You remember the. Of course you do. You can't forget it. It's a large pillow you stick your whole head inside in order to block out the bustling world and get a quality nap. Plus, you can tuck your hands into it. It's delightfully weird, and it's a Kickstarter success story, having raised nearly $200,000 in 2012 to go into production.
Studio Banana Things, the creator of the Ostrich pillow and its smaller , is back on Kickstarter with another product that involves cradling your head. The Bluetooth Batband is a bone-conduction headset that sends sound into your skull in three places, two above your ears and one at the back of your head.
The biggest advantage to bone-conduction headphones is that you can hear the world around you. They leave your ears free to listen for cars or people while still delivering music to your mind.
The Batband has low-profile touch controls built into the band with sensors on the left controlling power and phone calls and a slider on the right for volume and changing music tracks.
The Batband isn't the only bone-conduction headphone set currently raising money via crowdfunding. Indiegogo project for its new Trekz set. If you're looking for a sportier alternative to the Batband, then AfterShokz looks like the place to go.has been in the market making audio gear with this tech for several years and is now running an
Batband promises to deliver what it calls "high-fidelity sound conduction." Sound quality has sometimes been a complaint about bone-conduction headphones, though it's hard to judge the Batband without trying one out. If you're intrigued enough to back the project, it will cost you a pledge of $149 (about £95 or AU$210 -- it ships to several countries).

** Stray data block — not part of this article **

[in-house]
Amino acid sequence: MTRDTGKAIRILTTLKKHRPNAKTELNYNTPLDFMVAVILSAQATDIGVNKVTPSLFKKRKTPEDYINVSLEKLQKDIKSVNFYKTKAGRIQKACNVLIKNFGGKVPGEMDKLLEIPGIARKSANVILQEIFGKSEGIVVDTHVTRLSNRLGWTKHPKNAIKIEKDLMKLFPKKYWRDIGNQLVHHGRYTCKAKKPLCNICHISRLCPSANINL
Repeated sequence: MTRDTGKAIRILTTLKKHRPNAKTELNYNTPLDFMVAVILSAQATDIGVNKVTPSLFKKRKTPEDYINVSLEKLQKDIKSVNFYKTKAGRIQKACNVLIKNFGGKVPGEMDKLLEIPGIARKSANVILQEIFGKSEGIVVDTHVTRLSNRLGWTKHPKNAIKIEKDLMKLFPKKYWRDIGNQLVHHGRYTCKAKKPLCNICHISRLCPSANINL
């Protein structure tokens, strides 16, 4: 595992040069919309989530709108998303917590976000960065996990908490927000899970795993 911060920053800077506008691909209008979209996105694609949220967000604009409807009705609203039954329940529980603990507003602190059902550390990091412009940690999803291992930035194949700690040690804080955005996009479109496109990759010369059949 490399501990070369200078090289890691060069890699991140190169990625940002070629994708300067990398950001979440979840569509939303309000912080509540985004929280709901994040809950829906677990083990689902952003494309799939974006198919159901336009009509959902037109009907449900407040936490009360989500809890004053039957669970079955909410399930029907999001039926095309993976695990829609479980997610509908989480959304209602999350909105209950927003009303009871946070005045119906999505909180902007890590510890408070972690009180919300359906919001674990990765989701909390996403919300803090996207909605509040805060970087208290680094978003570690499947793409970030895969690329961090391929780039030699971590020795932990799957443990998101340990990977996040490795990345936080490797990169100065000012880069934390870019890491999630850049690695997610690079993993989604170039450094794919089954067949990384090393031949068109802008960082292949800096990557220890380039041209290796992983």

Keep in mind that not all crowdfunding projects deliver as promised and on time. Studio Banana Things does have a good track record of coming through with its Kickstarter pillow projects. The Batband has so far raised over $68,000 toward a $150,000 goal with 46 days left to run.
There may be some compromises with the Batband, most noticeably that it takes up some space around your head. This could make certain hats or hairstyles difficult to wear with the device. At the same time, it has a retro-futuristic look you might find appealing. It reminds me a bit of the headgear brainless Mr. Spock wore in "Spock's Brain." There's something dorky-cool about that.